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Grief

People with dementia, their family members, caregivers, and staff who support them all experience some form of grief throughout the progression of the disease. Ambiguous loss is the set of feelings commonly experienced while grieving over the person with dementia long before she dies. A person experiencing ambiguous loss may feel that the person with dementia is leaving her a little bit each day. Learning about loss and grief due to Alzheimer’s disease or other dementias can help in better understanding the feelings that occur and may ease the process.

The Alzheimer Society has developed evidence-based practical resources written from a person-centred perspective to help health-care professionals understand and support those experiencing ambiguous loss and grief associated with dementia.

For health-care providers

Ambiguous loss and grief: a resource for health-care providers is a practical resource to help health-care providers identify, acknowledge and normalize the feelings of loss and grief experienced by family caregivers of a person with dementia— from diagnosis to end-of-life and after caregiving.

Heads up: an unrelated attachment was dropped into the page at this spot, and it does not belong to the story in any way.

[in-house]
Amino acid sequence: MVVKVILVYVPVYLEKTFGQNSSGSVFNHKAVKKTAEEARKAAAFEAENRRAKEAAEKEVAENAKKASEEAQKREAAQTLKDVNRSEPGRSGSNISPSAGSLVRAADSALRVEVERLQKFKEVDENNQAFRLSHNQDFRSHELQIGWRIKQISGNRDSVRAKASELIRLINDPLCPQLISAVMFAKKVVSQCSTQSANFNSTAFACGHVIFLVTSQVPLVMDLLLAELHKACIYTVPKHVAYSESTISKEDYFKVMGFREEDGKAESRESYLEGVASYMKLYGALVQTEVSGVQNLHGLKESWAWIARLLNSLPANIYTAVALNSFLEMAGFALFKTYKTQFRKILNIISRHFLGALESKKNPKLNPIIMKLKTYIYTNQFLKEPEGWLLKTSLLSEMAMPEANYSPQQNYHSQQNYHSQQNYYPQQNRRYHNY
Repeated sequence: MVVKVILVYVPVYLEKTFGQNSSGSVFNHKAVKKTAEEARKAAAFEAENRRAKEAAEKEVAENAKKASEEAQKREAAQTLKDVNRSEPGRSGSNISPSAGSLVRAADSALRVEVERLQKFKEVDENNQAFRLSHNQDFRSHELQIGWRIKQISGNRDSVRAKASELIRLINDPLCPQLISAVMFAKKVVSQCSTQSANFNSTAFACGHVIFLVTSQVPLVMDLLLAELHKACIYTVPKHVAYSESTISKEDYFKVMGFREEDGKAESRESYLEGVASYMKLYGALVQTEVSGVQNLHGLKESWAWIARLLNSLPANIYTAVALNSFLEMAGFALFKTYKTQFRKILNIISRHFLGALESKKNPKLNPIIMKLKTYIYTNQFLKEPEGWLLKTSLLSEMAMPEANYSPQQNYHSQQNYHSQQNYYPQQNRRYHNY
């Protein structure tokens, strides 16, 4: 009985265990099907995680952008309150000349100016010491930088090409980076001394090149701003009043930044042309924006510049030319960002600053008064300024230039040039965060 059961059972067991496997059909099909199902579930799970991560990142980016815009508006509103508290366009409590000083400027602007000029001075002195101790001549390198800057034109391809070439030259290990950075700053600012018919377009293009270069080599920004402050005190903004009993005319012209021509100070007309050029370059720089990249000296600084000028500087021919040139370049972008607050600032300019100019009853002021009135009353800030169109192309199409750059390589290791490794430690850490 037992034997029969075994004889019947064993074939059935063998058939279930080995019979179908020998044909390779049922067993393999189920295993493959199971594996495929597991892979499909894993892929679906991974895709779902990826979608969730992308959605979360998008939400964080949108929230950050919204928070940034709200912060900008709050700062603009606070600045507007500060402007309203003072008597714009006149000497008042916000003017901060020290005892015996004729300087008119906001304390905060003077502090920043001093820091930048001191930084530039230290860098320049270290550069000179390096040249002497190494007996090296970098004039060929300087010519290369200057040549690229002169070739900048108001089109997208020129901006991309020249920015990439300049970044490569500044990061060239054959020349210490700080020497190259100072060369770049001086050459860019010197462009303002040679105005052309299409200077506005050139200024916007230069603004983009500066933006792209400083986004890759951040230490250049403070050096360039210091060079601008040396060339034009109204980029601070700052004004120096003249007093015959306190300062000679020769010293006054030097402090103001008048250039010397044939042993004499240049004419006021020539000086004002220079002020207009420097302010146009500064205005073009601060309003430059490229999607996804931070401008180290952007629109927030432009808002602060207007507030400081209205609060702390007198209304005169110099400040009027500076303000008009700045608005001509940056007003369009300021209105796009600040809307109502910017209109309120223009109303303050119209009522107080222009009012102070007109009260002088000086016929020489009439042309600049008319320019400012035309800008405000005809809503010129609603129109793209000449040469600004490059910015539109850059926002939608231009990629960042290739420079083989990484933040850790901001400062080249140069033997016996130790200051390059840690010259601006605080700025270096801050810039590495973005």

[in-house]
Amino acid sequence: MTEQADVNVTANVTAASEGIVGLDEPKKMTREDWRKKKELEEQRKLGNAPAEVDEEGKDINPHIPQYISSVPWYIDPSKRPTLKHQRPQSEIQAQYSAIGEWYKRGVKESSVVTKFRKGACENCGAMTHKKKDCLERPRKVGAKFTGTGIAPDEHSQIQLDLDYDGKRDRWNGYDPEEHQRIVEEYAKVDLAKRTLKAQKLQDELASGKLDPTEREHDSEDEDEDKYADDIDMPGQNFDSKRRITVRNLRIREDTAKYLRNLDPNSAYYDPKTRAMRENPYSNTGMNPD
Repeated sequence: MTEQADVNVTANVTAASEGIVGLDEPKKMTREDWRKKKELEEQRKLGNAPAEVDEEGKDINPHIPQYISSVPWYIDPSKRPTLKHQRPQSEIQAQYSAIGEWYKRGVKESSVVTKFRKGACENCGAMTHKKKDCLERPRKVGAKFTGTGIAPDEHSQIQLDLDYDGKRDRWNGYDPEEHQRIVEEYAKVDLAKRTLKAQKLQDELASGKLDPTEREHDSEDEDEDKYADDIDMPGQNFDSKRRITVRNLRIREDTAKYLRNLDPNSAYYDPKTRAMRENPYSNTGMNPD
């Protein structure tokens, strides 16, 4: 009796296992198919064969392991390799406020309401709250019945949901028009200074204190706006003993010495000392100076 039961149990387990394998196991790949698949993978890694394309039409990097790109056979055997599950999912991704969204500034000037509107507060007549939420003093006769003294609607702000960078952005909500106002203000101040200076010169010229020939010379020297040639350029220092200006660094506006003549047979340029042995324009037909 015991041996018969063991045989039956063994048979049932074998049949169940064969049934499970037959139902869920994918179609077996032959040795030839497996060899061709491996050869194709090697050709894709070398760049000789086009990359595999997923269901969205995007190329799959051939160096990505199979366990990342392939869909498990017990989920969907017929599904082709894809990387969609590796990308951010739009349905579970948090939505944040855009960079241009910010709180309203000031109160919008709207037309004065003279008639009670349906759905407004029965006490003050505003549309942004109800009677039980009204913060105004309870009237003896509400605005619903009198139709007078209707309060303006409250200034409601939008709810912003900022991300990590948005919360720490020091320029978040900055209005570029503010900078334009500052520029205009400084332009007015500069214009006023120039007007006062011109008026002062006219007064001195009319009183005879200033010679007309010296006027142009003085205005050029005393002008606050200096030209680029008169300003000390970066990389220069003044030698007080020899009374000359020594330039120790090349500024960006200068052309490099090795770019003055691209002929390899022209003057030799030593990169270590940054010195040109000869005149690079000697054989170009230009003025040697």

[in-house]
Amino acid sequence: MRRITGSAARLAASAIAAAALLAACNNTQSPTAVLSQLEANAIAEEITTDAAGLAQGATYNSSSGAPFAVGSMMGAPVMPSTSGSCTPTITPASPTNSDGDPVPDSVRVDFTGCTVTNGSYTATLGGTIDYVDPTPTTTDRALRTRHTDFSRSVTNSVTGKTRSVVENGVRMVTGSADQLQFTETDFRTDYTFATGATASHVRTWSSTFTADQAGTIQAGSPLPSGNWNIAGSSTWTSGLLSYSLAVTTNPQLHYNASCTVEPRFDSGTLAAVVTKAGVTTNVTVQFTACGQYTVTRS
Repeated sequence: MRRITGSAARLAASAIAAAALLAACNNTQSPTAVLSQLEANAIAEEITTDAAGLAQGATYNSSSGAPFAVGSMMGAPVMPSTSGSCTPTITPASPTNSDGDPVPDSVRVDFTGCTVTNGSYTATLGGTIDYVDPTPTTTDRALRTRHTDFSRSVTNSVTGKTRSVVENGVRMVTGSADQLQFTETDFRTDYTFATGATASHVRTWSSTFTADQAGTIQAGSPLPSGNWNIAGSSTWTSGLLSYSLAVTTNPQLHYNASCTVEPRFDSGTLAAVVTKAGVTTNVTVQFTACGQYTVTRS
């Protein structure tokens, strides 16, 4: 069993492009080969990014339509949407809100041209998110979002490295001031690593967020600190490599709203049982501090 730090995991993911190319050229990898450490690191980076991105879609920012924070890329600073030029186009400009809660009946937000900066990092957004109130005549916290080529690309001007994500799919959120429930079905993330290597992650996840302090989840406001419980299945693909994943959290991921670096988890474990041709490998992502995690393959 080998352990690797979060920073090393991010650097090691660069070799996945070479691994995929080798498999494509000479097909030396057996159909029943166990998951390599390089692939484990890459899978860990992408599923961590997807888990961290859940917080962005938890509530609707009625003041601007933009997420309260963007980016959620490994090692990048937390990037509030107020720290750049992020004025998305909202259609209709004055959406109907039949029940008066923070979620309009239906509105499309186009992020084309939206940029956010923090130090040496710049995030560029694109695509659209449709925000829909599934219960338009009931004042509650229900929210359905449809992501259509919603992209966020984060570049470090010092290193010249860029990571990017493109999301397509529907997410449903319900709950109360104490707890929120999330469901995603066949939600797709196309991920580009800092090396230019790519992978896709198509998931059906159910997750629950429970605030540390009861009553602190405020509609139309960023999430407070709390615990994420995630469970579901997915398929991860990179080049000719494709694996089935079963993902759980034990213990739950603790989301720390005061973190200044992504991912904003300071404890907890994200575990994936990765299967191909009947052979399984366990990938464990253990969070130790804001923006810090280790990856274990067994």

Staff grief

Dementia and staff grief is a resource for organizations and their personnel on better understanding the multiple losses experienced by staff caring for people with dementia.

Webinar on dementia and staff grief presented by brainXchange

Other resources


Last Updated: 07/24/15
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